|The Muslim Brotherhood in the United States:MB also has expanded its operations to the United States. The first American chapter of the Brotherhood was formed in the early 1960s after hundreds of young Muslims came to the U.S. to study, particularly at large Midwestern universities such as Illinois, Indiana, and Michigan. Some of these students had been MB members in their homelands and now wanted to spread the group’s ideology in America. MB’s early activities in the U.S. centered around the Muslim Students Association of the U.S. and Canada, founded in 1963.
In the 1970s, the United States experienced a new influx of Muslim Brothers from the Middle East. At that time, MB launched a five-year plan that sought to make the period of 1975-1980 “an era of dedication for general activism.” This phase was characterized by a growing emphasis on secrecy, as well as the development of a long-term strategy.
The Brotherhood initiated a second five-year plan for 1981-1985, with a focus on using Da’wa (proselytization) to increase MB’s influence in organizations that were evolving among young Muslim immigrants to America.
In 1982, MB adopted a 14-page strategic plan known as “The Global Project for Palestine,” which outlined a 12-point strategy to “establish an Islamic government on earth.” Departing from standard Islamist rhetoric (i.e., “Death to America! Death to Israel!”), this Project represented a flexible, multi-phased, long-term plan for a “cultural invasion” of the West. Calling for the utilization of multiple tactics — including immigration, infiltration, surveillance, propaganda, protest, deception, political legitimacy, and outright terrorism — the Project has served, since its drafting, as the Muslim Brotherhood “master plan.” For details about this Project, click here, here, and here.
In May 1991, MB issued to its ideological allies an explanatory memorandum on “the General Strategic Goal for the Group in North America.” Asserting that the Brotherhood’s mission was to establish “an effective and … stable Islamic Movement” on the continent, this document outlined a “Civilization-Jihadist Process” for achieving that objective. It stated that Muslims “must understand that their work in America is a kind of grand Jihad in eliminating and destroying the Western civilization from within and ‘sabotaging’ its miserable house by their hands … so that … God’s religion [Islam] is made victorious over all other religions.” Through stealth jihad, the Brotherhood would seek to impose Islamic values and customs on the West in piecemeal fashion — gradually, incrementally gaining ever-greater influence over the culture. The memorandum listed some 29 likeminded “organizations of our friends” which sought to realize the same goal. These included:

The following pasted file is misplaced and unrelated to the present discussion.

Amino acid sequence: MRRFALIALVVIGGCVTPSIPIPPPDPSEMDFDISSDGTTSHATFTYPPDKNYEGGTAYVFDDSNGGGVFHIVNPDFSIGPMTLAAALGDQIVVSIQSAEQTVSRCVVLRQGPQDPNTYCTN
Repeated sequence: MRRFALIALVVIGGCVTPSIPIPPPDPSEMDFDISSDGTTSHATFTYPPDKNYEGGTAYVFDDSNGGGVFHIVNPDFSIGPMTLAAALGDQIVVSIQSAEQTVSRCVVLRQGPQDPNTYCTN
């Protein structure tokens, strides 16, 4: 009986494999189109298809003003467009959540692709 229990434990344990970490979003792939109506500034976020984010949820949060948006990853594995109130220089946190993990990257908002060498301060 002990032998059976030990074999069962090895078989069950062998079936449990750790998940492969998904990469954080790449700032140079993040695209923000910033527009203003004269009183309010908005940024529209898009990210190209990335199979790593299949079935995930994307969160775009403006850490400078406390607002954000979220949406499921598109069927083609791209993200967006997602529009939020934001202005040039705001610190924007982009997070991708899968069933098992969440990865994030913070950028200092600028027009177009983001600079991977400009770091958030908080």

Islamic Society of North America (ISNA)
In January 2010, Muhammad Badi [a.k.a. Muhammad Badie] was named as MB’s new Supreme Guide. Badi has described the U.S. as an infidel nation that “does not champion moral and human values and cannot lead humanity.” He has characterized America and Israel as “the Muslim’s real enemies,” asserting that “[w]aging jihad against both of these infidels is a commandment of Allah that cannot be disregarded.” And he maintains that the “change that the [Muslim] nation seeks can only be attained through jihad and sacrifice and by raising a jihadi generation that pursues death just as the enemies pursue life.”
In January 2011, Egyptian President Hosni Mubarak’s hold on power was threatened by massive swarms of protesters rioting in the streets of Cairo and Alexandria to express their opposition to his government. There was much speculation that the Muslim Brotherhood stood a strong chance of filling the power vacuum that Mubarak would leave behind if he were to step down from the presidency. In a television interview, MB deputy leader Rashad al-Bayoumi declared:
“After President Mubarak steps down and a provisional government is formed, there is a need to dissolve the  peace treaty with Israel.”
In early February, Muhammad Ghannem, a leading member of the Muslim Brotherhood in Egypt, told the Iranian news network Al-Alam that “the people [of Egypt] should be prepared for war against Israel,” emphasizing that “the Egyptian people are prepared for anything to get rid of this regime.” That objective was entirely consistent with former MB Supreme Guide Muhammad Mahdi Othman Akef’s 2007 assertion that his organization had never recognized Israel and never would: “Our lexicon does not include anything called ‘Israel.’ The [only thing] we acknowledge is the existence of Zionist gangs that have occupied Arab lands and deported the residents. If they want to live among us, it will have to be as [residents of] Palestine.”
Source: http://www.discoverthenetworks.org/groupProfile.asp?grpid=6386 (last visited 1 June, 2011)
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